I hear what you’re probably thinking – gravel bikes and CX bikes are essentially the same thing, right? Drop bars, knobby tires and disc brakes. Well, yes and no. CX bikes are typically designed for short, high intensity efforts. As such, they’re very light with low rotating weight for quick acceleration, and short, aggressive geometry. This means though they’re knobbly, CX tires are often quite narrow, around 33c, and often tubular. Gearing on CX bikes is also typically much higher as there is little need for an easy gear for sitting and spinning up a big hill. CX races are usually flat out sprints and the gearing is harder to reflect this.
Gravel bikes typically are designed for longer rides at a slower pace. As such, they have more relaxed, comfortable geometry. They’ll have clearance for the bigger 42c tires, fender and rack mounts. Gear range will be wider, and they’re overall much more comfortable to ride over longer distances and time periods. Even the race-specific bikes such as the Cervelo Aspero are designed to be raced over a much longer day where comfort and a wider gear range is important.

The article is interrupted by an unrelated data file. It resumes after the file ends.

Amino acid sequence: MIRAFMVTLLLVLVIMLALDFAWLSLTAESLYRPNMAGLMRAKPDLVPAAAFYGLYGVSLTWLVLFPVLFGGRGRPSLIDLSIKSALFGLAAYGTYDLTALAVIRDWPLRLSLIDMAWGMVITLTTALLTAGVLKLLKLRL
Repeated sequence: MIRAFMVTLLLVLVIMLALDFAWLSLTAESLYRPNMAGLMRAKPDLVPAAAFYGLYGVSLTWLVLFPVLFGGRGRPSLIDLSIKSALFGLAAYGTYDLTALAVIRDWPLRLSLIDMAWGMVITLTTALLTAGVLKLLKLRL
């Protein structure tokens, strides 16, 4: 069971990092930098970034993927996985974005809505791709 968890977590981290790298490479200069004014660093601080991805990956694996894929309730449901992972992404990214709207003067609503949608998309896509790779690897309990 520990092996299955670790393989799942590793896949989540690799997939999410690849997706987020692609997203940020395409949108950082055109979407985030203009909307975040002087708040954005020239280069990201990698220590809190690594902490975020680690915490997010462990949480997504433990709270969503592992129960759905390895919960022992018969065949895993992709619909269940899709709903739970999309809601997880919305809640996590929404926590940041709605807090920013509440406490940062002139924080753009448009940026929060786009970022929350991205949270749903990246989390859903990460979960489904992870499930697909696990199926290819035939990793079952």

All of the above technologies combined have allowed modern frame builders to build bikes that are both lighter, more capable and more robust than ever, somewhere between a road and mountain bike. The problem is that these bikes need some kind of label, and this is where “gravel” comes in. It’s an easy way to describe this new category of drop-bar bike, and it’s exciting because they’re improving all the time. We all know that “gravel riding” itself has been around since the dawn of time and, it’s simply what most of us would call riding a bike and that hasn’t changed. It’s just that we’re now lucky enough to have a wider choice of more suitable tools for however you want to get the job done.